Media Review for May 5, 2016

Jean-Baptiste Bagaza, Deposed Leader of a Troubled Burundi, Is Dead at 69
Jean-Baptiste Bagaza, the deposed president of Burundi who invested heavily in infrastructure but persecuted Catholics and did little to make his small, poor and ethnically fractured country a stable democracy, died on Wednesday morning at a hospital in Brussels. He was 69. The death was confirmed by Pierre Nkurunziza, Burundi’s current president. No cause of death was provided. The rule of Mr. Bagaza — who seized power in a 1976 coup and was ousted, also in a coup, in 1987 — reflected the political instability that has characterized Burundi, a landlocked but densely populated central African nation, for much of its modern history. Burundi today is in crisis. Violence has skyrocketed, with reports of mass killings and torture of political dissidents, after Mr. Nkurunziza’s decision in April last year to seek a third term, despite huge protests and international condemnation.  The New York Times

Rebels Kill at Least 17 Civilians in Eastern Congo
A Congo rights group that tracks rebel violence says that at least 17 civilians have been killed in the country’s east. The Center of Study for the Promotion of Peace, Democracy and Human Rights said Wednesday that witnesses said rebels went into Congo’s northern Beni territory on Tuesday, attacking and killing at least 17 people, including 7 members of the same family. It said among those killed was the head of Mutsonge village. It said the attacks were carried out by the Allied Democratic Forces, which has origins in neighboring Uganda and has staged many attacks in the area. The rebel group is one of many operating in eastern Congo. AP on Stars and Stripes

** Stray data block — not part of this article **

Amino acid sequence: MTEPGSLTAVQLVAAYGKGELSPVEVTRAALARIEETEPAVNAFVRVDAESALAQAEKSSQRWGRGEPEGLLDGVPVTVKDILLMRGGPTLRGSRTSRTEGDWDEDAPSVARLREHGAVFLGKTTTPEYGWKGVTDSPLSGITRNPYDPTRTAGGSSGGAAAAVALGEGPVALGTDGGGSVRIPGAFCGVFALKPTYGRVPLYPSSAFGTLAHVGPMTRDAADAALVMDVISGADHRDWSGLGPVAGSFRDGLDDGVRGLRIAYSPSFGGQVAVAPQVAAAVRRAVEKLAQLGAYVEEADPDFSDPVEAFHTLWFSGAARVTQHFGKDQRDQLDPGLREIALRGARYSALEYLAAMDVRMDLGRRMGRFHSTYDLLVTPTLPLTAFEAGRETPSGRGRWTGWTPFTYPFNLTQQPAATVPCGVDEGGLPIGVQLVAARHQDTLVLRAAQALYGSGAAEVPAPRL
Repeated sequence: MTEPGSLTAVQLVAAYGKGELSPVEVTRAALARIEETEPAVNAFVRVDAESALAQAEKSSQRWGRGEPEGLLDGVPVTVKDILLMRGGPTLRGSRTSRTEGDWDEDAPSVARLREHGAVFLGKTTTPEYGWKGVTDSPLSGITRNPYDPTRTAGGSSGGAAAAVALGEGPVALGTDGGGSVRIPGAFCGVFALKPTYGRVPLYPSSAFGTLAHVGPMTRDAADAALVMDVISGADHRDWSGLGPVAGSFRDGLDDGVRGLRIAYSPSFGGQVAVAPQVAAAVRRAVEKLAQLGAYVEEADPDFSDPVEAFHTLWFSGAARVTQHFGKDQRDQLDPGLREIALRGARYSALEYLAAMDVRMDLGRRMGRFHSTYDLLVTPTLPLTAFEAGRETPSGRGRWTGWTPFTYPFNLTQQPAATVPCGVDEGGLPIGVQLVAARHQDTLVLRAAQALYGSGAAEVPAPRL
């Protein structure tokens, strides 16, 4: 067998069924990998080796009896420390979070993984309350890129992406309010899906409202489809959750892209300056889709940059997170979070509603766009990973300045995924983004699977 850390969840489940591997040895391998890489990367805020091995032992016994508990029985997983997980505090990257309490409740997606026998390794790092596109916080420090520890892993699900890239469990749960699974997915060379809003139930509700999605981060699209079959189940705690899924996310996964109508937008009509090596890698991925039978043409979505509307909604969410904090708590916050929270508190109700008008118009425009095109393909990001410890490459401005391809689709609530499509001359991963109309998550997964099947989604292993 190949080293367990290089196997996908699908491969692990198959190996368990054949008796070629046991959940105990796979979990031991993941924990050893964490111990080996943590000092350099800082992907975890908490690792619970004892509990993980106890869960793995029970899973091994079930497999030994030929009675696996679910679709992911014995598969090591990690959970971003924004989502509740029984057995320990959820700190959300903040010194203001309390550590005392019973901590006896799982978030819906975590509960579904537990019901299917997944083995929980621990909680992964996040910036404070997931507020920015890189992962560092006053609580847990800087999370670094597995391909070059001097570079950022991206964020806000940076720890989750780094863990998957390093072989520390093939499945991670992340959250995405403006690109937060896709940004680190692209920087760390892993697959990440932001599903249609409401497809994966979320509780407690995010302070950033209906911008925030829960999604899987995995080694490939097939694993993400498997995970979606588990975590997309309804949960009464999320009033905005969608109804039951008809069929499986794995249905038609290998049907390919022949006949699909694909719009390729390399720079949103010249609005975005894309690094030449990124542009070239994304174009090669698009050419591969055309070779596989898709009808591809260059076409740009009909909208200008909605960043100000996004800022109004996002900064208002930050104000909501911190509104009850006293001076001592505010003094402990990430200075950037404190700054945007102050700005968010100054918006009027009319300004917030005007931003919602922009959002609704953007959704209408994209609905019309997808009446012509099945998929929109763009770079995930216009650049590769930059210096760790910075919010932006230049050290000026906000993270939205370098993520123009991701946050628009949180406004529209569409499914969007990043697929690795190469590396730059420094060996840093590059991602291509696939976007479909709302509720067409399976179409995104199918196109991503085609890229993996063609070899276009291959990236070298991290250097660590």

Lawmakers Urge More Active U.S. Role in Ending Sudan’s Violence
A bipartisan group of lawmakers is calling on the Obama administration to renew its focus on the crisis in Sudan and to use financial pressure against the Sudanese regime to change its behavior. Fighting between government forces and rebel groups that dates to 2003 in Darfur has surged again, and the country also is seeing clashes in other areas as well. More than 100 lawmakers said in a letter to President Barack Obama released on Wednesday that they are concerned that millions of people in Sudan lack access to humanitarian aid and are targets of aerial bombardments and other attacks by government forces. “As the violence in Sudan grows worse, the world is looking to the United States to be a strong partner in the effort to build a lasting peace and address this devastating humanitarian crisis,” said Rep. Jim McGovern (D., Mass.), who organized the letter along with Reps. Joe Pitts (R., Pa.), Mike Capuano (D., Mass.), Michael McCaul (R., Texas), Barbara Lee (D., Calif.) and Jeff Fortenberry (R., Neb.). The Wall Street Journal